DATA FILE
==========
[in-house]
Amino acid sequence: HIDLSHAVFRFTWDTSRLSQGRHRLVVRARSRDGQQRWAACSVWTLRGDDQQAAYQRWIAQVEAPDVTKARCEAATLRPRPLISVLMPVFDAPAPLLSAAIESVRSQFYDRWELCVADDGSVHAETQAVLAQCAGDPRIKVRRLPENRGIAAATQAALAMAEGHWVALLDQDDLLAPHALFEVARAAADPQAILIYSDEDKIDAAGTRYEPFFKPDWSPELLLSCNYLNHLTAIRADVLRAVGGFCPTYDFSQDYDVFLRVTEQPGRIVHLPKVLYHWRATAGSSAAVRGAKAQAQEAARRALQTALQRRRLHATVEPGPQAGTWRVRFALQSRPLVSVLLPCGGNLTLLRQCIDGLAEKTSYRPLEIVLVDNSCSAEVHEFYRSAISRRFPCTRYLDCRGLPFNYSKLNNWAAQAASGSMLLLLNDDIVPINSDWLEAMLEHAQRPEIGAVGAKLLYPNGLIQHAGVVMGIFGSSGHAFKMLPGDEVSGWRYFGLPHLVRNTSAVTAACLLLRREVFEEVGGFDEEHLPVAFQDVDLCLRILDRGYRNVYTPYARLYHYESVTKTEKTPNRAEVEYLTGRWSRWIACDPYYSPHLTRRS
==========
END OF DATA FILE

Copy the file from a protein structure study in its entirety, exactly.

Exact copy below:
[in-house]
Amino acid sequence: HIDLSHAVFRFTWDTSRLSQGRHRLVVRARSRDGQQRWAACSVWTLRGDDQQAAYQRWIAQVEAPDVTKARCEAATLRPRPLISVLMPVFDAPAPLLSAAIESVRSQFYDRWELCVADDGSVHAETQAVLAQCAGDPRIKVRRLPENRGIAAATQAALAMAEGHWVALLDQDDLLAPHALFEVARAAADPQAILIYSDEDKIDAAGTRYEPFFKPDWSPELLLSCNYLNHLTAIRADVLRAVGGFCPTYDFSQDYDVFLRVTEQPGRIVHLPKVLYHWRATAGSSAAVRGAKAQAQEAARRALQTALQRRRLHATVEPGPQAGTWRVRFALQSRPLVSVLLPCGGNLTLLRQCIDGLAEKTSYRPLEIVLVDNSCSAEVHEFYRSAISRRFPCTRYLDCRGLPFNYSKLNNWAAQAASGSMLLLLNDDIVPINSDWLEAMLEHAQRPEIGAVGAKLLYPNGLIQHAGVVMGIFGSSGHAFKMLPGDEVSGWRYFGLPHLVRNTSAVTAACLLLRREVFEEVGGFDEEHLPVAFQDVDLCLRILDRGYRNVYTPYARLYHYESVTKTEKTPNRAEVEYLTGRWSRWIACDPYYSPHLTRRS